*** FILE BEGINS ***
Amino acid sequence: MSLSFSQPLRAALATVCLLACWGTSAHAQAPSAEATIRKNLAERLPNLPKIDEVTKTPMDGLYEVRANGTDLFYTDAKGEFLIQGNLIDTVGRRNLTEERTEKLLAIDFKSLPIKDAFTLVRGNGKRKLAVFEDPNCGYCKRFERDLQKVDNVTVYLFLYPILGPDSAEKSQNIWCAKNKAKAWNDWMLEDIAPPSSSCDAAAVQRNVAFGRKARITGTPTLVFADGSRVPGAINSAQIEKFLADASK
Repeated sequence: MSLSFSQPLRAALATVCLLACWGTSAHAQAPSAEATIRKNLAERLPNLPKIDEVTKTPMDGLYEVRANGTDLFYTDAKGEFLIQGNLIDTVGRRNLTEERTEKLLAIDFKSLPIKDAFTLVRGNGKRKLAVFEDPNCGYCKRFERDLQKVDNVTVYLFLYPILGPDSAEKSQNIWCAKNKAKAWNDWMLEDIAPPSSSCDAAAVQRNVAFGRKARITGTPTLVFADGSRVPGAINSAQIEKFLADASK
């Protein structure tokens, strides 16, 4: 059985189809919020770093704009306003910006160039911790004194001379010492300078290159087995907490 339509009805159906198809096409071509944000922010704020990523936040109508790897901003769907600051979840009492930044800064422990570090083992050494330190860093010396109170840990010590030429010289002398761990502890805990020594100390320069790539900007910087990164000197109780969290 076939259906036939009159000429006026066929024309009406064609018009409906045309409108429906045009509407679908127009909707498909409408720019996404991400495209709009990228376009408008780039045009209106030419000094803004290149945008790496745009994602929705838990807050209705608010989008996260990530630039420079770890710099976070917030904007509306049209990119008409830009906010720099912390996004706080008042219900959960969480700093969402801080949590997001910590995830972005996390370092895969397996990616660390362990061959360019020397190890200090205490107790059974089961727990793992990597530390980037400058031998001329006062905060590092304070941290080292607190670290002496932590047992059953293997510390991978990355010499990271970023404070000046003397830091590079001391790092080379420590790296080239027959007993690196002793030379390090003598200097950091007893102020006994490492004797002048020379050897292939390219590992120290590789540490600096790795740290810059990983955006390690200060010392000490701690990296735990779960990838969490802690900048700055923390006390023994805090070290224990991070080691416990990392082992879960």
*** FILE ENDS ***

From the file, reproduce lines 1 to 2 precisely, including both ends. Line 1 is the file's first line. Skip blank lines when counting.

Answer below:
Amino acid sequence: MSLSFSQPLRAALATVCLLACWGTSAHAQAPSAEATIRKNLAERLPNLPKIDEVTKTPMDGLYEVRANGTDLFYTDAKGEFLIQGNLIDTVGRRNLTEERTEKLLAIDFKSLPIKDAFTLVRGNGKRKLAVFEDPNCGYCKRFERDLQKVDNVTVYLFLYPILGPDSAEKSQNIWCAKNKAKAWNDWMLEDIAPPSSSCDAAAVQRNVAFGRKARITGTPTLVFADGSRVPGAINSAQIEKFLADASK
Repeated sequence: MSLSFSQPLRAALATVCLLACWGTSAHAQAPSAEATIRKNLAERLPNLPKIDEVTKTPMDGLYEVRANGTDLFYTDAKGEFLIQGNLIDTVGRRNLTEERTEKLLAIDFKSLPIKDAFTLVRGNGKRKLAVFEDPNCGYCKRFERDLQKVDNVTVYLFLYPILGPDSAEKSQNIWCAKNKAKAWNDWMLEDIAPPSSSCDAAAVQRNVAFGRKARITGTPTLVFADGSRVPGAINSAQIEKFLADASK